Things on my mind today… how we easily pick and choose those for whom “the dignity of all human life” matters for and who it does not matter as much for, and also Odoardo Focherini. The phrase “dignity of all human life” no doubt brings forth images for you, and meaning. I’m guessing that you may have never heard of Focherini, unless if you, like me, read about him in today’s Give Us This Day. Reading about him on today’s Feast of the Holy Innocents reminded me that perspective and context are everything, and that makes picking and choosing our moral precepts problematic.
Liturgically in the church today is the day when we recall the massacre of the Holy Innocents by Herod. Enraged to learn that the magi had deceived him, old Herod decided it would be a good idea to just go ahead and murder the children of Bethlehem. You know, he was throwing a wide net “just in case.” We wouldn’t want any dangerous babies around, would we?
Obsessed as I am with matters of immigration debate, the irony is not lost on me and I find myself with a bitter taste in my mouth. Last week on December 21 it was reported that the White House was considering a policy where children would be separated from their parents in cases of undocumented human beings crossing the border illegally. You can read about that here. Honestly, reading terms like “family units” or “unaccompanied alien children” (also known as “UACs“) makes me sick to my stomach. This is how dehumanizing human beings, all born with the dignity of human life in them, takes off.
Today’s readings are among the most beautiful to me. Just yesterday I thought of the Isaiah reading, and then boom – earlier today, as I sat in the dim lamp light aided by one flickering Advent candle, I opened Give Us This Day and there it was.
The imagery in Isaiah is so powerful: On this mountain the LORD of hosts will provide for all peoples A feast of rich food and choice wines, juicy, rich food and pure, choice wines.
God is not fooling around. The is for ALL peoples, a feast, not some little energy bar type snack that tastes like cardboard, one that is meant only for a certain few who have somehow “earned” it, and includes Continue reading →
Today’s Gospel, in which we hear Luke’s Transfiguration, says many important things – as do all of the Gospels. Remember, a word is never wasted in Scripture! But for today, I want to focus on this one point.
“This is my chosen Son; listen to him.”
Lately, I am pretty certain that we are not listening, and I am as guilty as anyone. As a big proponent of social media in both my personal and ministerial lives, I am often out there. Trust me, I do try to be charitable – emphasis, try. I can think of one person I seriously offended recently, and that was completely unintentional. I can only imagine others who may not have spoken up.
Yesterday was an ugly free for all out in the Twitterverse. Now Facebook is one thing, and while it can get Continue reading →
To the LORD in the hour of my distress I call—and he answers me. “O LORD, save my soul from lying lips, from the tongue of the deceitful.” What should he give you, what repay you, O deceitful tongue? The warrior’s arrows sharpened, with red-hot coals from the broom tree! Alas, that I live in Meshech, dwell among the tents of Kedar! I have had enough of dwelling with those who hate peace. I am for peace, but when I speak, they are for war. Psalm 120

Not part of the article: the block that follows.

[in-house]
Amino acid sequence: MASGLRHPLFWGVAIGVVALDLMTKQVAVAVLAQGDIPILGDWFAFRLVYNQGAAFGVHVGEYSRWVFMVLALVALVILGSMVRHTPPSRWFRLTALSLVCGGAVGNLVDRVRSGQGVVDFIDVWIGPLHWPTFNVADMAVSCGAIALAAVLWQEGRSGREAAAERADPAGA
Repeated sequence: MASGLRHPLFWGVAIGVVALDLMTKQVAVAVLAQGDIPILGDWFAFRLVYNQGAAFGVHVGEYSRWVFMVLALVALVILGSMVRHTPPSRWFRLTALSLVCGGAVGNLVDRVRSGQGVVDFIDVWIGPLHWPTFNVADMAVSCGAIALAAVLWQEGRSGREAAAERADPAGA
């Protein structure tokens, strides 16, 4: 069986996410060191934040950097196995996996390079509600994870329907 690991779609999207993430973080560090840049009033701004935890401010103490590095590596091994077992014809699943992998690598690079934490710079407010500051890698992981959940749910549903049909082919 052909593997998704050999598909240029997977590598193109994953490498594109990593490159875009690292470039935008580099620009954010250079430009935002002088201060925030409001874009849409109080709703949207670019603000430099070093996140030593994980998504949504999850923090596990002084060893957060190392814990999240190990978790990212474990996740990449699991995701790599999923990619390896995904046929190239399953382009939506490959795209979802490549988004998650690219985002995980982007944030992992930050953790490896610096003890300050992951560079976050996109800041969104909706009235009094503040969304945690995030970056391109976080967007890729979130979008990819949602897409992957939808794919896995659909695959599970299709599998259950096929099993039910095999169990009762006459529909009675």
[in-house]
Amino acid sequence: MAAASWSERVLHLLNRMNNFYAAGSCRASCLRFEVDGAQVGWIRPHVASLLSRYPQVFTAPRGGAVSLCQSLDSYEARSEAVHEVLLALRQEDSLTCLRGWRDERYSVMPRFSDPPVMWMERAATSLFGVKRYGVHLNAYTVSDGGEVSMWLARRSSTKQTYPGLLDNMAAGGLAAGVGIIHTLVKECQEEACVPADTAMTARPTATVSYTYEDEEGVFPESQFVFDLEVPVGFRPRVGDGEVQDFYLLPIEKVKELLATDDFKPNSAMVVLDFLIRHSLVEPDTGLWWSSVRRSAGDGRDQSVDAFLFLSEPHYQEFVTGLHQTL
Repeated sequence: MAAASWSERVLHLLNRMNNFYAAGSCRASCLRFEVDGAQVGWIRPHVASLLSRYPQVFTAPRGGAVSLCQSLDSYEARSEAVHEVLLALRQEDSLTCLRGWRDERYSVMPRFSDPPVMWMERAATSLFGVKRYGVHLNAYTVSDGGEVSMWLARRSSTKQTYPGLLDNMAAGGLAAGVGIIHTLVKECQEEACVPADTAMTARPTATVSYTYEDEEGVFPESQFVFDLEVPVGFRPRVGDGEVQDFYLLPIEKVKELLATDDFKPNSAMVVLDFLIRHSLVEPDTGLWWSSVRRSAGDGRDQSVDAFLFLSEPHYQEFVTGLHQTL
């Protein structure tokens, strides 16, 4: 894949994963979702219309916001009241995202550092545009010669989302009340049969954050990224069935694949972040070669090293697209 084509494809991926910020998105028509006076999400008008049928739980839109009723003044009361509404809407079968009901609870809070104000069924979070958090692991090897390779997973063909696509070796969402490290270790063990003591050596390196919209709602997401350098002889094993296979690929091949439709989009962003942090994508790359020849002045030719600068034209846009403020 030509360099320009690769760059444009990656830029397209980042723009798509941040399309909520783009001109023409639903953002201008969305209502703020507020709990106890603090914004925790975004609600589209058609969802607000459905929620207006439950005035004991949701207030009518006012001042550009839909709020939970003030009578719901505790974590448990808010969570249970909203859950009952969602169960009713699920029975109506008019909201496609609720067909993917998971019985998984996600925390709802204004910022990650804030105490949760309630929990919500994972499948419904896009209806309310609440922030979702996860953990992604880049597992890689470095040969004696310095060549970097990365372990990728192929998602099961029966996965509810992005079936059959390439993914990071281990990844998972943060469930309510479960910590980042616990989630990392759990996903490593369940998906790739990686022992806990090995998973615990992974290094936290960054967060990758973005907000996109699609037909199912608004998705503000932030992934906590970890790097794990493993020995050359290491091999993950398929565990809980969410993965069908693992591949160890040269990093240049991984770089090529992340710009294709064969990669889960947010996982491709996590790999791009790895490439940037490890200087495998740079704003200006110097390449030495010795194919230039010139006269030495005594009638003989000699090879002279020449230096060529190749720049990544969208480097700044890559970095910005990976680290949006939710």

One week ago today, I who – to quote the psalmist – “am for peace” became consumed with the fire of my own anger. If you do not know what I am talking about, you can read the blog post from that day, but I’m not linking to it. Righteous anger is one thing, but that was something else! Again, referring to the psalm above, “red-hot coals from the broom tree” were Continue reading →
The disciples of John told him about all these things. John summoned two of his disciples and sent them to the Lord to ask, “Are you the one who is to come, or should we look for another?” When the men came to him, they said, “John the Baptist has sent us to you to ask, ‘Are you the one who is to come, or should we look for another?’”- Luke 7:18-20
Today’s Gospel reminds that that even John, the one who was very clear that Jesus was coming, was unsure of the Jesus that actually showed up. We wait for Jesus now, the same Jesus who has been and always will be in our midst.
Maybe we don’t recognize him because the Jesus we expect is not always the Jesus we get. It is always a good time to stop and reflect on the Jesus we expect, hope for, believe in.
If we are seeking the Jesus who will take “our side” and “hates all the same people we do,” (thank you Anne) might want to go deeper. Today’s Gospel invites us to that place. The question remains, will we go? And if we do, will we believe?
Advent is the time for making room for Christ to be born in each of us. As I am constantly reminded, that means de-cluttering the messy manger of my own heart. Otherwise, where will unexpected Jesus be born? The one I may “expect” is the one of my own making. Today I pray that I haul that image to the dump, creating the space where love comes in. Want to give me a hand? I could never do this alone. Could you?
A good friend who is a college professor called me recently; she expressed frustration about issues around plagiarism and cheating. As she described the scenario to me, I heard two things; the student appeared to be somewhat defensive, and my friend was ready to lay down the law, hard. Curious about the power dynamics, I asked her about what might happen if, instead of starting with force, what if she began with a question. If nothing else, my friend would gain the element of surprise, as the student was likely geared for a fight. Skeptical, but open, she agreed.